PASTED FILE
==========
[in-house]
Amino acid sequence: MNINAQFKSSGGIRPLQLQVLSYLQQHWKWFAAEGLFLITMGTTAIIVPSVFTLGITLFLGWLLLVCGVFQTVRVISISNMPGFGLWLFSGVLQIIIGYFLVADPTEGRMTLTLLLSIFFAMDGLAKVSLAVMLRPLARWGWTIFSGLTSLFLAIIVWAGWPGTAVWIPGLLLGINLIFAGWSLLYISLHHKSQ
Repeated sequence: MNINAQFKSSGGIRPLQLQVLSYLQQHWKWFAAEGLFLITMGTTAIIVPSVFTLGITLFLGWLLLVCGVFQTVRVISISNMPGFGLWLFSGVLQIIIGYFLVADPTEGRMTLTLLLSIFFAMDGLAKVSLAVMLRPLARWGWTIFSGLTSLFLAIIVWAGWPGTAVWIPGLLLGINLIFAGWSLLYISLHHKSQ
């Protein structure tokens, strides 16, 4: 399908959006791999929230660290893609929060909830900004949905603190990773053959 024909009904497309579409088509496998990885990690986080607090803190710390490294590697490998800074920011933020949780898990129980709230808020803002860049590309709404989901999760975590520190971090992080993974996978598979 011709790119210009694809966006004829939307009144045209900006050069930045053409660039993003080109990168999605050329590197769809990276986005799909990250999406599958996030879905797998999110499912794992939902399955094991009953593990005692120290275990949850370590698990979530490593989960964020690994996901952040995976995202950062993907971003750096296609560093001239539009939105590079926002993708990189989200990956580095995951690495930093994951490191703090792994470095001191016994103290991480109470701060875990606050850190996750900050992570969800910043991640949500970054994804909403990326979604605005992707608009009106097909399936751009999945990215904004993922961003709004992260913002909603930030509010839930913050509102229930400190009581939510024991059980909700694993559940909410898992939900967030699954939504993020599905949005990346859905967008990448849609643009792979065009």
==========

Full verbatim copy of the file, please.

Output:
[in-house]
Amino acid sequence: MNINAQFKSSGGIRPLQLQVLSYLQQHWKWFAAEGLFLITMGTTAIIVPSVFTLGITLFLGWLLLVCGVFQTVRVISISNMPGFGLWLFSGVLQIIIGYFLVADPTEGRMTLTLLLSIFFAMDGLAKVSLAVMLRPLARWGWTIFSGLTSLFLAIIVWAGWPGTAVWIPGLLLGINLIFAGWSLLYISLHHKSQ
Repeated sequence: MNINAQFKSSGGIRPLQLQVLSYLQQHWKWFAAEGLFLITMGTTAIIVPSVFTLGITLFLGWLLLVCGVFQTVRVISISNMPGFGLWLFSGVLQIIIGYFLVADPTEGRMTLTLLLSIFFAMDGLAKVSLAVMLRPLARWGWTIFSGLTSLFLAIIVWAGWPGTAVWIPGLLLGINLIFAGWSLLYISLHHKSQ
């Protein structure tokens, strides 16, 4: 399908959006791999929230660290893609929060909830900004949905603190990773053959 024909009904497309579409088509496998990885990690986080607090803190710390490294590697490998800074920011933020949780898990129980709230808020803002860049590309709404989901999760975590520190971090992080993974996978598979 011709790119210009694809966006004829939307009144045209900006050069930045053409660039993003080109990168999605050329590197769809990276986005799909990250999406599958996030879905797998999110499912794992939902399955094991009953593990005692120290275990949850370590698990979530490593989960964020690994996901952040995976995202950062993907971003750096296609560093001239539009939105590079926002993708990189989200990956580095995951690495930093994951490191703090792994470095001191016994103290991480109470701060875990606050850190996750900050992570969800910043991640949500970054994804909403990326979604605005992707608009009106097909399936751009999945990215904004993922961003709004992260913002909603930030509010839930913050509102229930400190009581939510024991059980909700694993559940909410898992939900967030699954939504993020599905949005990346859905967008990448849609643009792979065009």